Once through Thai immigration, we called Aya Service, since they had said they’d send a car to pick us up, but that turned out to be false information. So we walked back to the office and essentially all collapsed on the couches in their waiting area once inside. All that was left to do: wait three hours for our bus to arrive, then board for the 11-hour journey back to Chiang Mai. So close to home, yet so far away.
We got lucky on the ride home. There were only five passengers and we each got a row to ourselves to spread out and sleep. What an amazing difference from the ride there.
Overall Impressions of Vientiane and the visa process
Spending one night in a city is hardly enough time to judge it justly, but my initial impression of Laos wasn’t an excellent one. Seeing the Mekong was cool and there was some lovely architecture to observe, but on the whole, Vientiane was quite dirty and I got more of a “third world” feeling during my brief time there than I have in most other places I’ve been in Southeast Asia.
However, I wouldn’t rule out taking a longer trip through Laos in the future. I’ve heard that Luang Prabang is exceptionally beautiful, and I know a lot of people love the backpacker scene in Vang Vieng, though I am less keen to go there than I used to be after hearing stories about traveler deaths and raids there. And a number of travelers have told me Laos is their favorite place in Southeast Asia, so I’m quite open to learning more about the country and seeing more of it.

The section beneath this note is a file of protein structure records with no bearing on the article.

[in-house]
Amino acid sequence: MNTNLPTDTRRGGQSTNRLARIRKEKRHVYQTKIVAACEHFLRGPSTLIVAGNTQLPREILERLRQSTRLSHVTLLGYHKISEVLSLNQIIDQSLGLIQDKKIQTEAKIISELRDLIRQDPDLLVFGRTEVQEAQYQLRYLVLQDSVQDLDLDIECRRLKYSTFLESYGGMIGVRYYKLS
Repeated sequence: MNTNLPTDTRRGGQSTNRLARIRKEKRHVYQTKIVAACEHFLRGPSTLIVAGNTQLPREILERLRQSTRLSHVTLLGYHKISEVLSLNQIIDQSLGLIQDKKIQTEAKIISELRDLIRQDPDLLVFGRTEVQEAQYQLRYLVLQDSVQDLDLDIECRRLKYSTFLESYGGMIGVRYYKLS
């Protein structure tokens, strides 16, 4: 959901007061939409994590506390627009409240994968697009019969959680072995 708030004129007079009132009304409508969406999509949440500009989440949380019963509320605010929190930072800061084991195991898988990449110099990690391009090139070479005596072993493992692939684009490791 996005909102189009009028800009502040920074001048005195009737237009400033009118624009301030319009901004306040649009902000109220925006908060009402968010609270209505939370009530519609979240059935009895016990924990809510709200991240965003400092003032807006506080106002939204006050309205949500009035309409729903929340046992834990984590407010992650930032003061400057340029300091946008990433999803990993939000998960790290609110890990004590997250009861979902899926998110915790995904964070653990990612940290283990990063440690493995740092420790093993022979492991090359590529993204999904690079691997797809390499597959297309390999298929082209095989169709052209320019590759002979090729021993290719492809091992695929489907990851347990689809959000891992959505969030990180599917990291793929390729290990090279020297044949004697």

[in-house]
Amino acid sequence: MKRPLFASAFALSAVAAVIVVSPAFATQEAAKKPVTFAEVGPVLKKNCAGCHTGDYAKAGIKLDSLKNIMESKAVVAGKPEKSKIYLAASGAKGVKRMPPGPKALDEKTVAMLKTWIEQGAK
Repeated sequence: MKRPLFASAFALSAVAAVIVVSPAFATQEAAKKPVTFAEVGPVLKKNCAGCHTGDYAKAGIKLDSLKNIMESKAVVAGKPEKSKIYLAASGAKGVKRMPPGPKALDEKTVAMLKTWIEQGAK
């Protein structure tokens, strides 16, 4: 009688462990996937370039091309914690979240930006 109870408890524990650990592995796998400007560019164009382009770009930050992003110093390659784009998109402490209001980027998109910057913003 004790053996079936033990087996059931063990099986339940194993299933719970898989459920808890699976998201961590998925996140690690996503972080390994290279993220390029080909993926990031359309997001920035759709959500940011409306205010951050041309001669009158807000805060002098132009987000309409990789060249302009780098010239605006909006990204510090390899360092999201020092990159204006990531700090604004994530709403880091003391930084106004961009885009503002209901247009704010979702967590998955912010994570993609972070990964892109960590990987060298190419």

Of course, the entire experience was tainted by my firm belief that visa runs are an enormous racket, and the purest example of extortion one can find. No amount of chipperly resolving to get excited about seeing a new city between trips to the embassy can dull the fury at having to shell out hundreds of dollars just to be a tourist for another couple of months.
I usually don’t waste too much energy getting riled up about visa runs and fees because I recognize that they are a part of life when living overseas, especially in Asia. I’ve been dealing with these issues every few months for the past two and a half years, and while I don’t like it, I try to waste as little time as possible dwelling on it.
It’s only when I’m tired, sweaty, mosquito-bitten 100 times over, and utterly at my wit's end with people hollering “Tuk-tuk! Where you go, miss? Tuk-tuk! Border!” every time I walk down the street, that I feel the appropriate rage and sense of defeat at the reality of the situation.
Oh well. At least I got to enjoy my Beerlao.